In Vancouver, a significant proportion of licensed establishments are housed in buildings which were originally cheap hotels with boarding rooms above. The pubs now invariably play music at levels of between 105 and 110 dBC. What were boarding rooms now tend to be SRO’s (Single Room Occupancies) or low-cost hotel rooms inhabited by people with little disposable income. If no extended hours application is made, then it is not incumbent on the licensed premises to demonstrate that it is compliant with the Noise Control Bylaw. As a consequence, many of the SRO’s or hotel rooms are subject to high noise levels until 1am or 2am. Nevertheless, if complaints are received in relation to noise emissions from a pub or club, the City will require the premises to seek advice from an acoustic consultant for the purpose of complying with the bylaw.

So, Vancouver is a city where there is only partial noise protection for residents who share a building with a licensed premises as only those with extended hours need demonstrate compliance. The quantitative bylaw limit is in effect less restrictive than qualitative clauses contained within noise bylaws in other Canadian municipalities and the quantitative noise criteria contained in planning legislation in the UK.

Share on facebook
Share on twitter
Share on linkedin
Share on email
Share on google
Share on pinterest

Recent Post

Starfish Communications

Welcome home, Farbod!

In which we introduce our newest team member, Farbod Ghanouni…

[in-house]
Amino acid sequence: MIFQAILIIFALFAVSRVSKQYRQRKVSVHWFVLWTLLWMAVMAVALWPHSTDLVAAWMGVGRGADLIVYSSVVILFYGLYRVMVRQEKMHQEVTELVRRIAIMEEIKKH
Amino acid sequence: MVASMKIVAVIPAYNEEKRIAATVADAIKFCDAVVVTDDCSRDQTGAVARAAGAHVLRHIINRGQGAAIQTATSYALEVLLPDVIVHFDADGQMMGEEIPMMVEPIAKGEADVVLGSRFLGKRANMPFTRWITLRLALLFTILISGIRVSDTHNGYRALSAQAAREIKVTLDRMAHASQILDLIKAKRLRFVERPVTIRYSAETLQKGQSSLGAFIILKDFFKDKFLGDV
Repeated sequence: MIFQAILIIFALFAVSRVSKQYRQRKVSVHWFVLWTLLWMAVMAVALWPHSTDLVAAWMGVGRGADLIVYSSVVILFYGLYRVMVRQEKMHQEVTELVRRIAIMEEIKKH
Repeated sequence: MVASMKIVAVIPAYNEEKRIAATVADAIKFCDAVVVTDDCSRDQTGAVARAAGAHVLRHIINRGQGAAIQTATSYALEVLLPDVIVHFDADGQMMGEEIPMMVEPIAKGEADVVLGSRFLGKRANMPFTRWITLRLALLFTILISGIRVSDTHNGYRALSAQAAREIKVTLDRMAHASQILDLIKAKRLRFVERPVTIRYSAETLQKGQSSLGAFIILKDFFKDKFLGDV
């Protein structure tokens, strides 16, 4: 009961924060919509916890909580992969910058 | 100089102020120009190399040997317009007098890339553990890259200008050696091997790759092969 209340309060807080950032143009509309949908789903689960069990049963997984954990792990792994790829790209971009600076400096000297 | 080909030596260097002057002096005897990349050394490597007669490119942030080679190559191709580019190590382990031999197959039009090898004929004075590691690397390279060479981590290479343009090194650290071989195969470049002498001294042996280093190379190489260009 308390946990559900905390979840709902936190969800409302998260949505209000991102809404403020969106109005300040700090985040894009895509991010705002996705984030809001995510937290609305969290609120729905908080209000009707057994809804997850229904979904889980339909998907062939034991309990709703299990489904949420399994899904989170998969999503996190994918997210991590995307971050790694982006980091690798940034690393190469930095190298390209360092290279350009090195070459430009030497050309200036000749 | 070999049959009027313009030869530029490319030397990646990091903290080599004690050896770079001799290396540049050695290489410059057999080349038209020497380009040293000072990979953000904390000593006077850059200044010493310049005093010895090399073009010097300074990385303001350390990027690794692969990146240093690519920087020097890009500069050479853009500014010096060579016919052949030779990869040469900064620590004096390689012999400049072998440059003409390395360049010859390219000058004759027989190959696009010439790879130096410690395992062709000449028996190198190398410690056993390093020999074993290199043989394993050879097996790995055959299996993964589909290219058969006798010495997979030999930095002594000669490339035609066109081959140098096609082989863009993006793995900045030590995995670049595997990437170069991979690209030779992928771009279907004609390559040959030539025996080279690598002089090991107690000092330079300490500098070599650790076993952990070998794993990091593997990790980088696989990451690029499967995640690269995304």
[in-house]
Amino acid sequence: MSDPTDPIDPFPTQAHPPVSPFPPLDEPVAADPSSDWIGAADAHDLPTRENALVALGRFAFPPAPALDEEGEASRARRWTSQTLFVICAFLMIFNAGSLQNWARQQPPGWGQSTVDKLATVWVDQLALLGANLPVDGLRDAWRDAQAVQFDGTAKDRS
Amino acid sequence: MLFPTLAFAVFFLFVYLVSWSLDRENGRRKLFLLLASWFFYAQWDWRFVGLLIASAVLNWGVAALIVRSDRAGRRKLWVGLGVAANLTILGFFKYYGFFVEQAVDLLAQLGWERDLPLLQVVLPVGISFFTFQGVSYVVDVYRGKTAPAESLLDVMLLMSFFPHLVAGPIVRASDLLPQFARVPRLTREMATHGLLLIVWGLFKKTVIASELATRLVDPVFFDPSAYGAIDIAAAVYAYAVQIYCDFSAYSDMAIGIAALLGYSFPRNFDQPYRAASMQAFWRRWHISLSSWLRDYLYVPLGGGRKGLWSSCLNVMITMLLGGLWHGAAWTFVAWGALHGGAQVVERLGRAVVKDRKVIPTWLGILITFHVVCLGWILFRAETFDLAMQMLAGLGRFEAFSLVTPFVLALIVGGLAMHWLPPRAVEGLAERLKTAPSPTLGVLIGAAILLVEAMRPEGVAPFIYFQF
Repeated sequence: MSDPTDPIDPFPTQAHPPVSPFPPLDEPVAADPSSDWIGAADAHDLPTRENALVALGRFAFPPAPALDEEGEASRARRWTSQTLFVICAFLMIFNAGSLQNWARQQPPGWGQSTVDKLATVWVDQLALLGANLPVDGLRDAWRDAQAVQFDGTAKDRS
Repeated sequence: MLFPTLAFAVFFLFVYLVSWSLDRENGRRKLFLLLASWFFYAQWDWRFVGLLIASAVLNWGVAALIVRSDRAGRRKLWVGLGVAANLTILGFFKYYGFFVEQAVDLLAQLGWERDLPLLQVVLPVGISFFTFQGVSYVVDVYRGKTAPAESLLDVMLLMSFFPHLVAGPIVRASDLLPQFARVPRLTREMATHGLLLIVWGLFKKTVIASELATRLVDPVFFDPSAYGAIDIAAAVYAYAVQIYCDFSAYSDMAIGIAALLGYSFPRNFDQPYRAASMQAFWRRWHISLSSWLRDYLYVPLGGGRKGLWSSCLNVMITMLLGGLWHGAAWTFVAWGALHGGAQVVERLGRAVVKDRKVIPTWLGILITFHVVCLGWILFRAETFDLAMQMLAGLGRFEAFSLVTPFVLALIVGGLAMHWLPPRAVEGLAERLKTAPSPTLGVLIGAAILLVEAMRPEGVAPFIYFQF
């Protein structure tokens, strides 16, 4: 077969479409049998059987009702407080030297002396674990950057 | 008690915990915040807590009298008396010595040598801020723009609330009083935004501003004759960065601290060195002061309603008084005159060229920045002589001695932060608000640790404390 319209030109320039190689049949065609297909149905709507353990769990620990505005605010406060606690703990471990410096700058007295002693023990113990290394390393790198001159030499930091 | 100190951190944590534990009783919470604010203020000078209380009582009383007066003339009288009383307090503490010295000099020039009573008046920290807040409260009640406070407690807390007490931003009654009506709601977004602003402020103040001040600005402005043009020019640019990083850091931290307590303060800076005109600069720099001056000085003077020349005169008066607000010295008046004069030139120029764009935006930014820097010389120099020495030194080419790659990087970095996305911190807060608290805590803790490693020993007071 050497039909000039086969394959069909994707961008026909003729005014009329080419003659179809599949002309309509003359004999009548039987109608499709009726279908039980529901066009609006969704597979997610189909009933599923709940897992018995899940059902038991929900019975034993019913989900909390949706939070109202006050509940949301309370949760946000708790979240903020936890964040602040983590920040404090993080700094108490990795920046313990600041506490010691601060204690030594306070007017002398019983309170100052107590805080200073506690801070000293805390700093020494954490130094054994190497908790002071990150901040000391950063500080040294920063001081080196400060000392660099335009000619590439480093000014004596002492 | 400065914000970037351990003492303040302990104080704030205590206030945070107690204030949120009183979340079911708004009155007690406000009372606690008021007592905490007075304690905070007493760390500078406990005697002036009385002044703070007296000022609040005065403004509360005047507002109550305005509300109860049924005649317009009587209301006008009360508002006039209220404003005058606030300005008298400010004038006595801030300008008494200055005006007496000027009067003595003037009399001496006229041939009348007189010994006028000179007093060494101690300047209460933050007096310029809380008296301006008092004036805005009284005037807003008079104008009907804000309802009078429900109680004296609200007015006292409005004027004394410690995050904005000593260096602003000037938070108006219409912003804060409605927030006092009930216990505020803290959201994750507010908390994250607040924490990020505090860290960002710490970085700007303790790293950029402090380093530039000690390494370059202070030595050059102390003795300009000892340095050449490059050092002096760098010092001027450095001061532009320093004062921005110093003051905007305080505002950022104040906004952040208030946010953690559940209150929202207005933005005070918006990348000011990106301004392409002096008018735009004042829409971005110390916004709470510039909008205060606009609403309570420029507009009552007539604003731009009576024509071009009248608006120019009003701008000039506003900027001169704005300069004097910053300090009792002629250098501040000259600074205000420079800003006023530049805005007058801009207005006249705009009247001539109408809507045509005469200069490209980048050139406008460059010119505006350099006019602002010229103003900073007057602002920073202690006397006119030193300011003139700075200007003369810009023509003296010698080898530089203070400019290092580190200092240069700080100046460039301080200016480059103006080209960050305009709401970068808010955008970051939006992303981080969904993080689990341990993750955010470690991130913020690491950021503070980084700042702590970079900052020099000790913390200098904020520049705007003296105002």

A graduate of both Lakewood University (BE, Mechanical Engineering) andBritish Columbia Institute of Technology (Mechanical Systems Diploma, Mechanical Engineering), Acoustic Engineer Farbod Ghanouni joined the BAP Acoustics Port Moody team in late August.
“I’d been working in the field for a while when I heard great things about BAP Acoustics,” Farbod says. “I also saw firsthand the quality of their work, so I started to think about the possibility of joining the company.”

Read More »
Starfish Communications

WELL done acoustics with a side of Green

The fact that I’m wearing noise-cancelling headphones as I write strikes me as both ironic and illustrative of how much and how insidiously noise can affect us at work, rest, or play. With all the construction underway in my neighbourhood, I’m relieved to discover that the sounds of recorded waterfalls, surf, rain—or even Drum & Bass—are far more conducive to cognitive focus than, say, the dulcet tones of jackhammers or chainsaws. Though currently home-based, I have worked in conventional office environments, researching and writing amidst colleagues engaged in activities and conversations sometimes no less, um…dulcet, and I suspect wearing headphones to tune them out would probably have been construed as rude.

Read More »
BAP Admin

A growing team in a thriving city

When we need to hire the very best, it’s worth the effort to seek out those candidates. BAP Acoustics recruited Principal Consultant Andrew Williamson early this spring for our Victoria office. A 2003 University of Victoria grad with a Bachelor’s degree in Mechanical Engineering, Andrew “quickly fell in love with acoustical engineering” right out of the gate as the new hire at a small acoustics firm.
“I really enjoyed the dynamic variety of the work and its considerable overlap with architecture,” says Andrew, who in 2009 received his Professional Engineer (P.Eng.) designation from the Association of Professional Engineers and Geoscientists of the Province of British Columbia (APEGBC).
A confident speaker, he has on numerous occasions communicated technical information to the public, municipal councils, government members, and non-governmental organizations (NGOs). As well as having attended public meetings, open houses, and government-sponsored working groups, Andrew has acted as an expert witness in British Columbia’s Supreme Court and participated in a joint review panel environmental assessment hearing for a major infrastructure project.

Read More »

Leave a Reply

Your email address will not be published. Required fields are marked *

Join Our Mailing List

We would like to share our stories and news with you